“Many students at my school were saying these devices were trash,” DeLaGarza said. “I thought I was lucky to have a device at all.”
The district launched a new parent help desk to assist families with the abrupt transition to remote learning. Tracy Occomy Crowder, deputy director of the parent advocacy group Community Organizing and Family Issues, said families across the state struggled to navigate technology issues. They were sometimes unsure where to turn for help — the district’s help desk or their schools — and craved more guidance on how to help their kids make the most out of learning online.
“Folks have risen to the occasion, but it shouldn’t be all on them,” she said.
DiBartolo said the district’s pre-pandemic device stock was “perfectly serviceable for the need,” but the district is reaching out to students who received devices that were “a little bit longer in the tooth” about replacing them ahead of the school year’s start.
“I was very proud of our principals for rising above and doing everything they could and more to make sure that our students had the requisite degree of equipment at home,” he said.
The remote learning transition challenged technology teams in many districts, including some that had more extensive technology stockpiles than Chicago.
Before the pandemic, Springfield was already close to its goal of having a device for each of its roughly 13,000 students. But it hadn’t yet invested in an online learning management platform. After the shift to remote learning, parents and students were suddenly receiving emails and messages across multiple platforms and from different teachers throughout the school day, Jennifer Gill, Springfield’s superintendent, said.
The district paid $72,000 to roll out a platform called Canvas, which allows teachers to set up remote classrooms. The use of the program wasn’t mandatory in the spring, but some experts said it would be an extremely challenging transition amid the pandemic. Springfield Education Association President Aaron Graves said many teachers who are less technologically savvy have struggled.
“As they’re trying to figure this out, it puts a lot of stress onto them,” he said.
Buying devices and accessories at the height of the pandemic is only a first step — an initial crack at addressing profound technology access gaps rather than a permanent solution.
In Chicago, the teachers union and others criticized the school district for lagging on a comprehensive plan to address internet access gaps until the city unveiled an initiative to provide free internet to 100,000 students after the school year’s end.
“In March, everyone rushed out to buy devices and get them to kids. We were all completely surprised. Now we know. So how are districts adapting?” Hal Friedlander, Technology for Education Consortium
DiBartolo said Chicago, which bought 12,000 additional Chromebooks and 4,000 iPads in July, is heading into the fall in a strong position. The district offered digital learning training for teachers over the summer and recently announced a $1.5 million donation from Boeing to buy computers and headsets for students and teachers. Any student who needs a computer this fall will get one, the district has vowed.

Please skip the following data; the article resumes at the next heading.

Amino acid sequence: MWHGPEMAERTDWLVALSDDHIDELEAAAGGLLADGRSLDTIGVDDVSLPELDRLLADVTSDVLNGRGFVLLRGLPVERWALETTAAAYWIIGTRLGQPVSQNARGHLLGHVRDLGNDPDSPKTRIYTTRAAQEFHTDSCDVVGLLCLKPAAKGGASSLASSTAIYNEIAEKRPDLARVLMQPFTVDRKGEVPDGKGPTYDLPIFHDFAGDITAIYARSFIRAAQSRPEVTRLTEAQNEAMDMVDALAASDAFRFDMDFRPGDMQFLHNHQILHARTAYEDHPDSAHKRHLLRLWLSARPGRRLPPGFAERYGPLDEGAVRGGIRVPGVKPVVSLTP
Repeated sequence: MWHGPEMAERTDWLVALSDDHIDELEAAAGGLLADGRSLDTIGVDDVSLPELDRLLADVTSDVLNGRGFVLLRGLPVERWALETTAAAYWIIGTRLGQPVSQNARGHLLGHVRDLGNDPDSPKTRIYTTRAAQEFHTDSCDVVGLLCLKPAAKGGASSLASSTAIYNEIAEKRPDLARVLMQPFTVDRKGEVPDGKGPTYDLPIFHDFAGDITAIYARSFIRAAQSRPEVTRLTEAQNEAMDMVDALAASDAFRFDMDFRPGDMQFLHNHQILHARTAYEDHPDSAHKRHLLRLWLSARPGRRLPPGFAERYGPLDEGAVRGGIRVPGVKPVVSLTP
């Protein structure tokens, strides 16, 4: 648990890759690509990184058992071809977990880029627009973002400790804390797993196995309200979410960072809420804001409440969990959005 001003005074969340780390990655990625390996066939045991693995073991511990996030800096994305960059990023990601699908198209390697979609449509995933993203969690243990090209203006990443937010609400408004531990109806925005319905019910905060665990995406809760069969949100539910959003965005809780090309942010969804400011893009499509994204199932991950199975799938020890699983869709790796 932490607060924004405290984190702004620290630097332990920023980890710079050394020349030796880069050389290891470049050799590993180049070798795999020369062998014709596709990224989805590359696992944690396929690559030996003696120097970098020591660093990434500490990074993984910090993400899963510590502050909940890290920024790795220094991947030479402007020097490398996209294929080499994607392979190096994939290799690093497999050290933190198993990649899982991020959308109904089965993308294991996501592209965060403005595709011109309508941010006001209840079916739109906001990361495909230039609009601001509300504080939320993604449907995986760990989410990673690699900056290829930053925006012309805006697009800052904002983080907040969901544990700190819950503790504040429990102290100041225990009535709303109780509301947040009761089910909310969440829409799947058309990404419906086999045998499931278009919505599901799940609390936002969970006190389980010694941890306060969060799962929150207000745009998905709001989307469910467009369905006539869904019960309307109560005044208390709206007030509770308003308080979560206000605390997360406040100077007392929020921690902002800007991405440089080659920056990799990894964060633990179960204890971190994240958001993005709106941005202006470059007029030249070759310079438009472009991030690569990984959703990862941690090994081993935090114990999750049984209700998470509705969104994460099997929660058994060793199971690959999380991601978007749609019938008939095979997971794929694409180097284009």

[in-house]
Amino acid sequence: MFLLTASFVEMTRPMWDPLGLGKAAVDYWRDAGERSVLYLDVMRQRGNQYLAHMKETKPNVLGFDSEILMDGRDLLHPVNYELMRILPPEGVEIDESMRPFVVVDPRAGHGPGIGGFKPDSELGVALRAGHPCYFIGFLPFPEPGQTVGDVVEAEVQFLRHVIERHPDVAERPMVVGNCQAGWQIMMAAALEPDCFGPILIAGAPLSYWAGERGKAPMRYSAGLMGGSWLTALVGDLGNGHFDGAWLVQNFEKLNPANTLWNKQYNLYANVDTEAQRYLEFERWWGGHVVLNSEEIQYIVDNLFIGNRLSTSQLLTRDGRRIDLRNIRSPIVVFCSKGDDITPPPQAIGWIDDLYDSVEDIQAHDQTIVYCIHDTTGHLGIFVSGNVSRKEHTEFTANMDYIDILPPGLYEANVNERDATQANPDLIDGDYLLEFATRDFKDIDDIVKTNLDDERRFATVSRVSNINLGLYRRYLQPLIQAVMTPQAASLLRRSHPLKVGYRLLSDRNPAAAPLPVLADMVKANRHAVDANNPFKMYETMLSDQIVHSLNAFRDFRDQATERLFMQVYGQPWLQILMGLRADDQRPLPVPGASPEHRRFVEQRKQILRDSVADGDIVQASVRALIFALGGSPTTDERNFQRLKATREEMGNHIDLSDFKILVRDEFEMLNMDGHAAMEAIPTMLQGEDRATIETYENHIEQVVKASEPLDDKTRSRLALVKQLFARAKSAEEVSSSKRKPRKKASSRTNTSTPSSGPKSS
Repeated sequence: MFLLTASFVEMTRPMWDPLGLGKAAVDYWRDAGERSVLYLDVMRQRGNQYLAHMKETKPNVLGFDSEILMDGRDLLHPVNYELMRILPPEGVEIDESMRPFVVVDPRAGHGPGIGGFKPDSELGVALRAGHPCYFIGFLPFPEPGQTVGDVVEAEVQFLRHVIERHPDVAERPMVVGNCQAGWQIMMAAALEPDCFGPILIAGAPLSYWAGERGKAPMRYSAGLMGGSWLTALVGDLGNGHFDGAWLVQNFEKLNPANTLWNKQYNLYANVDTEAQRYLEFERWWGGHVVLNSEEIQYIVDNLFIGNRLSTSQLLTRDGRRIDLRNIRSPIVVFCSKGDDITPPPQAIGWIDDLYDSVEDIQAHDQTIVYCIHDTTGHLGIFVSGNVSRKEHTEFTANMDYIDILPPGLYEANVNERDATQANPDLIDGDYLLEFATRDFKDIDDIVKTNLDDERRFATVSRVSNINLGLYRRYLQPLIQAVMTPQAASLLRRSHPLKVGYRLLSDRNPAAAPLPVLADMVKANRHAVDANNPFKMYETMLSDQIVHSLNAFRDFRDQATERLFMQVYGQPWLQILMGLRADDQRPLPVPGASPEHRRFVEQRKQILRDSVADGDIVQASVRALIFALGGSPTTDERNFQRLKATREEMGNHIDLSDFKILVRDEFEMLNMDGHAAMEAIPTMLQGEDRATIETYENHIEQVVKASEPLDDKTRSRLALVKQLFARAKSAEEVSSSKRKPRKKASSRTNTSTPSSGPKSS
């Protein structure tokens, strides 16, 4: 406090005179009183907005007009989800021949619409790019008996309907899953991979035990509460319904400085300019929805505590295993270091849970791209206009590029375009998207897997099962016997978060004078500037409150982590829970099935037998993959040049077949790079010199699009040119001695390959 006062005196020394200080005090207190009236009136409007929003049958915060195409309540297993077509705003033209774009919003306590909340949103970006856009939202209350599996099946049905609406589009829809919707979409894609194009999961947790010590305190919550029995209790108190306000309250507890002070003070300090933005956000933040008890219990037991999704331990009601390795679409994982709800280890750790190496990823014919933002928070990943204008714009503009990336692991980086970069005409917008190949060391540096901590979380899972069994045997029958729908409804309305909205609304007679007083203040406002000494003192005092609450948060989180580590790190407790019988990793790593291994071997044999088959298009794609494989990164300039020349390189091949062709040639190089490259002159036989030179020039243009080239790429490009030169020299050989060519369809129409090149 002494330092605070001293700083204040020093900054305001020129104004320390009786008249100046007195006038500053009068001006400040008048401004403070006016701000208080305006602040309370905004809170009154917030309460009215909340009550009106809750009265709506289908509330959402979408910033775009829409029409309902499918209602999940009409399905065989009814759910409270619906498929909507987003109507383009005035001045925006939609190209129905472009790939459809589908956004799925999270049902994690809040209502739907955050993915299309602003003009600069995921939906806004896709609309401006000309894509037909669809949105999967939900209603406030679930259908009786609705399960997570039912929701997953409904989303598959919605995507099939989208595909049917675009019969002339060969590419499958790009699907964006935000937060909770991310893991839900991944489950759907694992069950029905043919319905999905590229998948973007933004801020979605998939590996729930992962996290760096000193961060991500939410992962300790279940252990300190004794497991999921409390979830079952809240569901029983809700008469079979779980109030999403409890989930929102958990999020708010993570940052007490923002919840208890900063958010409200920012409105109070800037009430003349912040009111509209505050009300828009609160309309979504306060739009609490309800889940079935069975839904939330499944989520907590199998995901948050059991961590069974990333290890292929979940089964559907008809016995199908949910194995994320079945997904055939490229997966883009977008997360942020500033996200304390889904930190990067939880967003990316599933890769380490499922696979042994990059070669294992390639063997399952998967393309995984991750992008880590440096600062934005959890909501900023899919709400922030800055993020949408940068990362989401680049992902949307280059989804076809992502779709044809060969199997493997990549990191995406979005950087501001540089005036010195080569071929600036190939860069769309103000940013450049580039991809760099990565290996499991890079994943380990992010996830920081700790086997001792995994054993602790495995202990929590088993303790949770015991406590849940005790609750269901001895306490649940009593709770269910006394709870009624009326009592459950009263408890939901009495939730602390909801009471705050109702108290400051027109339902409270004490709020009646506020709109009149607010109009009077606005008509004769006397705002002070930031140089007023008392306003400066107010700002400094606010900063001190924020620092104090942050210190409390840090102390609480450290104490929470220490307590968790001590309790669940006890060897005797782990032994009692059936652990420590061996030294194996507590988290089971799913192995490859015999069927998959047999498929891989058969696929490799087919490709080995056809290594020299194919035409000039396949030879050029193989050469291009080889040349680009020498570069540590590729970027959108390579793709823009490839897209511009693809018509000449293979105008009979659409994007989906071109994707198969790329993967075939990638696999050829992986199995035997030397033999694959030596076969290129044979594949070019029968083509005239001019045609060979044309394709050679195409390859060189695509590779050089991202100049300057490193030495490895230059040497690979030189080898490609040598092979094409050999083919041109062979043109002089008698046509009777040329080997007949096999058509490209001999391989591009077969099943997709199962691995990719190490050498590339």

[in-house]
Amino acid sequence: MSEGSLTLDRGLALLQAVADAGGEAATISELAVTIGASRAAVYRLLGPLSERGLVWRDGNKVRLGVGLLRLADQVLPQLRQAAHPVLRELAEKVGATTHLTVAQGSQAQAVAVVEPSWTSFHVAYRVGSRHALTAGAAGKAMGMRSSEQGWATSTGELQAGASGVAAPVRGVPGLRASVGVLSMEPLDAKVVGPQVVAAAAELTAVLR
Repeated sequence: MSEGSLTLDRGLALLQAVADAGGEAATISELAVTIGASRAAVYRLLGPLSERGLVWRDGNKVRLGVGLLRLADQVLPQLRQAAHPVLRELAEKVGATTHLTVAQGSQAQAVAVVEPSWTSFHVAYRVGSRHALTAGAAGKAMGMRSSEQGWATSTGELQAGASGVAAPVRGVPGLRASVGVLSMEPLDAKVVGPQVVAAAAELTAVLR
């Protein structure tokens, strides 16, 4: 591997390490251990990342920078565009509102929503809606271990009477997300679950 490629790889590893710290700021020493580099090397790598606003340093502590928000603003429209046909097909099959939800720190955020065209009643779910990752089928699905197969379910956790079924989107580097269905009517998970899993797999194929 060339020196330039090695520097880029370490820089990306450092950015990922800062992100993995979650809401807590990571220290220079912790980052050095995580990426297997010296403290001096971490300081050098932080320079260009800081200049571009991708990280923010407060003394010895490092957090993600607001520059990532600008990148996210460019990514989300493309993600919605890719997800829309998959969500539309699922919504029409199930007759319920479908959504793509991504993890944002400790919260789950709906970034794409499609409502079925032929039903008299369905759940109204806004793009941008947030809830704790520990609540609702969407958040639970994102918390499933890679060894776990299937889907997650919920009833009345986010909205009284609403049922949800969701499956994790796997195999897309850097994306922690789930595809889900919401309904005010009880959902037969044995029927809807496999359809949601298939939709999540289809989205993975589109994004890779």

Experts say districts should be hard at work making strategic plans for their drastically expanded device fleets. They need to put thought and money into maintaining and repairing computers, training educators, selecting high-quality digital content, and more.
“In March, everyone rushed out to buy devices and get them to kids,” said Friedlander. “We were all completely surprised. Now we know. So how are districts adapting?”
That sort of long-range planning may prove difficult as supply issues for technology continue unabated.
Complicating matters for Chicago and other districts are looming financial pressures wrought by the pandemic. Many district officials in Illinois counted on an initial federal stimulus package approved last spring to recoup their spending on technology, but they don’t have a source for the ongoing costs of ownership.
Chicago is counting on a second federal stimulus infusion of $343 million to balance its 2020-2021 budget, but talks about the package in Congress have stalled. Meanwhile, a recent bid by Illinois to rectify historic underfunding of its schools was upended by the pandemic, leaving districts’ funding flat for the coming year.
Rockford is charting out a multi-year plan to save for another big round of spending when the devices it purchased this year need to be replaced. The plan doesn’t count on more relief from the federal government, but will rely in part on an increase in state funding in future years.
Maintenance and replacement costs will present a challenge for districts across the state.
“The fear is, when these Streams get old, then what?” said Carla Eman, director of budgets and compliance for Peoria Public Schools, referring to the HP version of a Chromebook the district placed a large order for in June. “I don’t know. We’ll just have to figure it out as the time goes by.”
Sam Park at Chalkbeat Chicago contributed to this report.